The Washington Post: The High Court Highlights The Problem Of The Middleman
Conservatives are hailing the Supreme Court’s 5 to 4 rulings in Burwell v. Hobby Lobby and Harris v. Quinn as victories for liberty, religious in the former case and associational in the latter. Liberals say what the decisions have in common is the obliteration of worker rights. I agree that the cases teach a similar lesson but would summarize it differently: Oh, what a tangled web we weave when first we channel government-subsidized social benefits through corporations and unions (Charles Lane, 7/2).
New England Journal of Medicine: When Religious Freedom Clashes With Access To Care
At the tail end of this year's Supreme Court term, religious freedom came into sharp conflict with the government's interest in providing affordable access to health care. In a consolidated opinion in Burwell v. Hobby Lobby Stores and Conestoga Wood Specialties Corp. v. Burwell (collectively known as Hobby Lobby) delivered on June 30, the Court sided with religious freedom, highlighting the limitations of our employment-based health insurance system (I. Glenn Cohen, Holly Fernandez Lynch and Gregory D. Curfman, 7/2).
Bloomberg: Answers To All Your Hobby Lobby Questions
But Hobby Lobby invests in companies that make birth control! They don't have a problem with IUDs when they can turn a profit, apparently! I don't blame you for saying this, because everyone else who read that somewhat overwrought Mother Jones article seems to have gotten the same impression. However.What Hobby Lobby does is outsource its 401(k) to a company that provides mutual funds; those mutual funds invest in companies that make birth control. There are all manner of reasonable distinctions here (Megan McArdle, 7/2).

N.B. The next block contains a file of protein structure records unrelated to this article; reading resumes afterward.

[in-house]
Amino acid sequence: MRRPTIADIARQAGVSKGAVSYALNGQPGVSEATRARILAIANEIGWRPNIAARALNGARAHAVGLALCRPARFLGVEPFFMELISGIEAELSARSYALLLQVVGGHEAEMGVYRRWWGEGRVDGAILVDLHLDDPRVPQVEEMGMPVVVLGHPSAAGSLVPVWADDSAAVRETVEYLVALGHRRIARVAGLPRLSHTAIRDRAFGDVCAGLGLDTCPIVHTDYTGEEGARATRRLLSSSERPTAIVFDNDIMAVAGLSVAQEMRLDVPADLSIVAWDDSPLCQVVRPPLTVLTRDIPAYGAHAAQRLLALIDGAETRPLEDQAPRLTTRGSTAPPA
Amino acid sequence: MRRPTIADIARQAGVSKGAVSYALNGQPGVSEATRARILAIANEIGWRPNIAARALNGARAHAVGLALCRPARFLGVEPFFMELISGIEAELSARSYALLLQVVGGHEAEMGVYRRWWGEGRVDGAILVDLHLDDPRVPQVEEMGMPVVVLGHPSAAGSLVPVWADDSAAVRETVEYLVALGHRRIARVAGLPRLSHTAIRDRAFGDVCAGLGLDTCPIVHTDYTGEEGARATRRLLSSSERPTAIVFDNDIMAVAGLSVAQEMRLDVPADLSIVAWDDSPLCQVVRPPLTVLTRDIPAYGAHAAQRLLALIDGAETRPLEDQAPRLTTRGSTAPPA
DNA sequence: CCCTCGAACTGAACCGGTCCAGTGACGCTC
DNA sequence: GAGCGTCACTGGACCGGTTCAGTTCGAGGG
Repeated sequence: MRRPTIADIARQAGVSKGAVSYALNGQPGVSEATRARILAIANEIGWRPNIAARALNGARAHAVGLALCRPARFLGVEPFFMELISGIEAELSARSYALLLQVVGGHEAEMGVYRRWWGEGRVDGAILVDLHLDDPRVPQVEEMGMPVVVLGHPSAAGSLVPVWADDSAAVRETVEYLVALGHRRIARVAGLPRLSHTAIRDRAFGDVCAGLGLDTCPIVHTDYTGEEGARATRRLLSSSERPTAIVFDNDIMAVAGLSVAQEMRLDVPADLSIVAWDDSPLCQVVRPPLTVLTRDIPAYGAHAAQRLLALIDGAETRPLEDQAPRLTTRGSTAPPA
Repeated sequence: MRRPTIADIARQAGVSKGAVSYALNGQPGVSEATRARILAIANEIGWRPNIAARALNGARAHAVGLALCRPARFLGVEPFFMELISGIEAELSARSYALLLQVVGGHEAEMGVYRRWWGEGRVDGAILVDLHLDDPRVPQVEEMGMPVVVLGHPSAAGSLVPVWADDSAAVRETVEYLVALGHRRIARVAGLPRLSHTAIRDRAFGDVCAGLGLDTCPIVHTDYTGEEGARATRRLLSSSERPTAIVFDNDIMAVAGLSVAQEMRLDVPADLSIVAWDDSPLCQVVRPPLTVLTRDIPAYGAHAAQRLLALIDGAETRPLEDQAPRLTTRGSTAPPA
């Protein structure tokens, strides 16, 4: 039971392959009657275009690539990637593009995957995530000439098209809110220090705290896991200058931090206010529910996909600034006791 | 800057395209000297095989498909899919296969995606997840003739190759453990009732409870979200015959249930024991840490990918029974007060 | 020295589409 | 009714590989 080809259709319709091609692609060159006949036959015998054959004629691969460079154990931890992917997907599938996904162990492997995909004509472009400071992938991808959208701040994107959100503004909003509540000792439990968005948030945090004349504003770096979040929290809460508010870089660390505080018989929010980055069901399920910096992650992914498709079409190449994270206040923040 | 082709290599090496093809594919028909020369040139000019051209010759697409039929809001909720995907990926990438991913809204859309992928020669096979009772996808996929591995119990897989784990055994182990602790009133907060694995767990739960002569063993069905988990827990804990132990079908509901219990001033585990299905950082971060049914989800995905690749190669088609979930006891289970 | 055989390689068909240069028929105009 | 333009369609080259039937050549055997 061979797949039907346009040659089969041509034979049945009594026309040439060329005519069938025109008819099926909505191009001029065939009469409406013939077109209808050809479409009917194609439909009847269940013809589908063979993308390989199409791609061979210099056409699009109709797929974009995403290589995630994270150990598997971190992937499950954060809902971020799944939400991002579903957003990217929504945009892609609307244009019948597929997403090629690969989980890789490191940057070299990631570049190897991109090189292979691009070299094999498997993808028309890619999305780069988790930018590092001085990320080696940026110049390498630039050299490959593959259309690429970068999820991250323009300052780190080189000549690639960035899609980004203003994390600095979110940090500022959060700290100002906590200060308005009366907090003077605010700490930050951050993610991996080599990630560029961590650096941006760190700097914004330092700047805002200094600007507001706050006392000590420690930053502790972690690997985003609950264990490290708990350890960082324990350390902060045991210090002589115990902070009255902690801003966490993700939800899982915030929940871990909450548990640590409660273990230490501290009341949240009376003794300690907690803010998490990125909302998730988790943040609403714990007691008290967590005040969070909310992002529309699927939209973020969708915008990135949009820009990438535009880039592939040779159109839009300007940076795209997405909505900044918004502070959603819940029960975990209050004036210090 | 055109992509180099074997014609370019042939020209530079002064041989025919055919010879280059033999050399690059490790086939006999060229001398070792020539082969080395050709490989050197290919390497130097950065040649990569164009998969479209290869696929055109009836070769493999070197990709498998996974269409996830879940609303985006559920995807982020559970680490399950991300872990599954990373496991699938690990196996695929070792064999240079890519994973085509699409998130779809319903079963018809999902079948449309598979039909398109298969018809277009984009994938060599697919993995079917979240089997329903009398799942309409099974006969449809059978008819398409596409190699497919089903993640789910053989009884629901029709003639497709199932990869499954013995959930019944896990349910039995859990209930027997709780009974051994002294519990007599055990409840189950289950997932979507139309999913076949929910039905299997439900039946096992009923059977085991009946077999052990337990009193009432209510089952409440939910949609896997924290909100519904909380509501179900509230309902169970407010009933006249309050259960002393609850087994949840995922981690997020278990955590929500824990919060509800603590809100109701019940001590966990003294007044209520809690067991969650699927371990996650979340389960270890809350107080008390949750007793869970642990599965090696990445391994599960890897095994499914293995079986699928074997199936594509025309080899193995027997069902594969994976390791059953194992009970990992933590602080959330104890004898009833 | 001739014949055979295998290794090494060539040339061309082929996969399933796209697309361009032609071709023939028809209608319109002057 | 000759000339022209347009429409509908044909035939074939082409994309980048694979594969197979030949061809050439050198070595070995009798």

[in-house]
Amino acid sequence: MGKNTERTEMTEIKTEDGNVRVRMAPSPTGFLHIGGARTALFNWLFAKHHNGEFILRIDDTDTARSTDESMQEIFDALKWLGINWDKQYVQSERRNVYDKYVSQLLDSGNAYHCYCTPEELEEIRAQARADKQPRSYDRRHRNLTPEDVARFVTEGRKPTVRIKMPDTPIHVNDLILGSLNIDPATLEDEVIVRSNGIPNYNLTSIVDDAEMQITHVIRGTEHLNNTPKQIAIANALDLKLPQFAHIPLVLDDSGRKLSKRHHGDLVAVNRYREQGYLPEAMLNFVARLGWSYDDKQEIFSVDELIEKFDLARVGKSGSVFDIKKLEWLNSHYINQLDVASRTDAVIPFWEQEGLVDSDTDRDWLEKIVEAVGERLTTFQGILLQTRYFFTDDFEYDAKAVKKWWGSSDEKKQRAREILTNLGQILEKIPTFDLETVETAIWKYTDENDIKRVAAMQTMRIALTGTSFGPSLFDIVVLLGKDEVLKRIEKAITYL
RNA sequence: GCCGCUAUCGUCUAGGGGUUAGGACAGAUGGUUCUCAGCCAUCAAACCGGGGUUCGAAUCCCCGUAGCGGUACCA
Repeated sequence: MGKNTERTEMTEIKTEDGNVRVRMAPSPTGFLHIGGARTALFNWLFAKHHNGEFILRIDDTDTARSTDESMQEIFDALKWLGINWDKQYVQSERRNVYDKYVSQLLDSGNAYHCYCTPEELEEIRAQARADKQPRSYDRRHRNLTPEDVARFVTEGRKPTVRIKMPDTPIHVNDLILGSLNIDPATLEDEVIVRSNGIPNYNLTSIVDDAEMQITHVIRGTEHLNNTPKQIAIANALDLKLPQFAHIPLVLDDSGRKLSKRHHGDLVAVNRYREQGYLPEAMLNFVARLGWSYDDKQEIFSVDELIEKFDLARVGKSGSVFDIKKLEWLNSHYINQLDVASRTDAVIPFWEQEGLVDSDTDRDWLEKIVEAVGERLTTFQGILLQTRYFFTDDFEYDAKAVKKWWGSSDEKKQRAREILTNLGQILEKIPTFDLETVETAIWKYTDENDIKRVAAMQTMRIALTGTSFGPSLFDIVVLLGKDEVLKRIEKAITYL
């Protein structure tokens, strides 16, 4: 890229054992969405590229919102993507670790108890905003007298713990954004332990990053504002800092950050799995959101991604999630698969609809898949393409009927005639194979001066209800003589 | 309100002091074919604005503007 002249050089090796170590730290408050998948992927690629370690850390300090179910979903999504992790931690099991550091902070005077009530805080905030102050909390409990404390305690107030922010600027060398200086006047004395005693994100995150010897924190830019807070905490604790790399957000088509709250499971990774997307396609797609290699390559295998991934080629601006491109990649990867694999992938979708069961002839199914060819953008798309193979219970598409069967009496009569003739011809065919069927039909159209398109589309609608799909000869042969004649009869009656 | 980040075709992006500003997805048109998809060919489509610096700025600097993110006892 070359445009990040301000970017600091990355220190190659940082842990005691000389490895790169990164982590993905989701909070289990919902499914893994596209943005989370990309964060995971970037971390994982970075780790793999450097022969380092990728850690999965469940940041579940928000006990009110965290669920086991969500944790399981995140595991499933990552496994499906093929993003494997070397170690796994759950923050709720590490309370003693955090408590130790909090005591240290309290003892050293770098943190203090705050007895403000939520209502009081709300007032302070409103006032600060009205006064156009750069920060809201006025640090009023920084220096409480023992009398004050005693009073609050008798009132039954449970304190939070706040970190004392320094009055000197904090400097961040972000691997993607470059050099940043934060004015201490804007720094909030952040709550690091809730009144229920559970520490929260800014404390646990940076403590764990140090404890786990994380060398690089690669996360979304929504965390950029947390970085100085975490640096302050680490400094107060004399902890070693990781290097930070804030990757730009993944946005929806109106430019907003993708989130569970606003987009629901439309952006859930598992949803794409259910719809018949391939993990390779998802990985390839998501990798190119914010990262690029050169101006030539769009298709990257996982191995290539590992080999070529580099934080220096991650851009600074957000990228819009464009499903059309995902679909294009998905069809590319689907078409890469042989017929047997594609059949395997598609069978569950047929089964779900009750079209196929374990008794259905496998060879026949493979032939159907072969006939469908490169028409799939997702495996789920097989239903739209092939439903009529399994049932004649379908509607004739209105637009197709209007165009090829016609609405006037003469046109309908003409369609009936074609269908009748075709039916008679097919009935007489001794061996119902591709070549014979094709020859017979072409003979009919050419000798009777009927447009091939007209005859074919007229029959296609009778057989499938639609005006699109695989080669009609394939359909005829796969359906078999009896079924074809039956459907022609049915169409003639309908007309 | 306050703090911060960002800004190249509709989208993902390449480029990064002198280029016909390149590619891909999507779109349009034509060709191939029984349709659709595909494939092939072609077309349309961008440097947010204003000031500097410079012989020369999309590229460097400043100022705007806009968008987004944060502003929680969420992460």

The Chicago Sun-Times: Illinois Can Fight Court's Bad Health Care Ruling
The Supreme Court majority got it wrong. No one — not a boss and not a stranger on the street — should prevent a woman from exercising her constitutional right to make a private medical decision. The decision to use birth control is an individual one. And a prescription for birth-control bills can be written for a host of health care reasons, from acne to pre-menstrual cramps or endometriosis migraines. These health care decisions should be based on the individual’s personal religious beliefs and what is best for her health and her family (Sheila Simon, 7/2).
And on other health issues -
The Wall Street Journal: How Automatic Renewal Could Cost Obamacare Enrollees
The administration no doubt views auto-enrollment as a way to minimize what even a supporter of the health-care law called the "massive technological challenge" associated with redetermining eligibility. But as The Wall Street Journal reported two weeks ago, the lowest-cost plans for 2014 have recorded some of the highest enrollments this year—and have proposed large increases for 2015. Unless millions of individuals switch plans, they could be in for some nasty spikes in their out-of-pocket premium costs come Jan. 1 (Chris Jacobs, 7/2).